is the problem in the comfort um outside well i don't know if there's a
problem right long-term resistance to policy change right if people are comforted
they won't take action right if they're not comfortable if they are uncomfortable they might take action so
to me the definition there there has to do with the immediacy of the moment if i can comfort myself enough to quiet my
anxieties then i can brace myself for the next wave whatever that is right so i don't know that it
impacts the longer term solution to the outcome and i do agree with you if
there's an immediate way to calm down someone in hysterics and help them stabilize then you can
help look for a path forward even if you don't see one you can at least be calm enough to look and if you're in the
middle of a hyperventilating panic attack you can't do that either and as an adult
i have that responsibility i take that responsibility i embrace that responsibility even if i don't know what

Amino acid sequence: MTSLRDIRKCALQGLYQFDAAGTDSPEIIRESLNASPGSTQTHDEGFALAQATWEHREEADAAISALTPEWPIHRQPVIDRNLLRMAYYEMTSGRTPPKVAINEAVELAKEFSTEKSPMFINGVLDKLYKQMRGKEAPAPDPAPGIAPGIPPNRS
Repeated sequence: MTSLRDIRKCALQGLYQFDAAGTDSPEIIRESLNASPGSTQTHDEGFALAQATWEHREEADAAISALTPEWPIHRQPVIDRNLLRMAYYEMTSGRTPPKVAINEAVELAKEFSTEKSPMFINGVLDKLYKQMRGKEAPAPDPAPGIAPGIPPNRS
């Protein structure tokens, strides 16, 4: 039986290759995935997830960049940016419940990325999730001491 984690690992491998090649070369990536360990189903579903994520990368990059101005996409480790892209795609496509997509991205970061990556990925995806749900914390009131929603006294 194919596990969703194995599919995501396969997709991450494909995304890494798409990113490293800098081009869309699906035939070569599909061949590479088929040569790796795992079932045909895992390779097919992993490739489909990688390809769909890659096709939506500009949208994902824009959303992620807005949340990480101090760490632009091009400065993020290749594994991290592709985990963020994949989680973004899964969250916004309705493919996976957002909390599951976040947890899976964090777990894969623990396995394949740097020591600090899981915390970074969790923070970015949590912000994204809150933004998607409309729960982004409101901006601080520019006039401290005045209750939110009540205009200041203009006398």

to do with it but when i go in that classroom just like uh police officer training has changed since columbine and
they used to say gather and wait and negotiate uh
call for resources now they say you got to go in you got to go in so now the cops don't go in they didn't go in in
texas yesterday and the police officer in charge said they could have gotten shot they could have gotten killed
that's why they didn't go in kids could have been shot kids were shot and killed my response is if i take that job and i
take the training for that job and i swear the oath what i am saying is given that situation i'll go towards the sound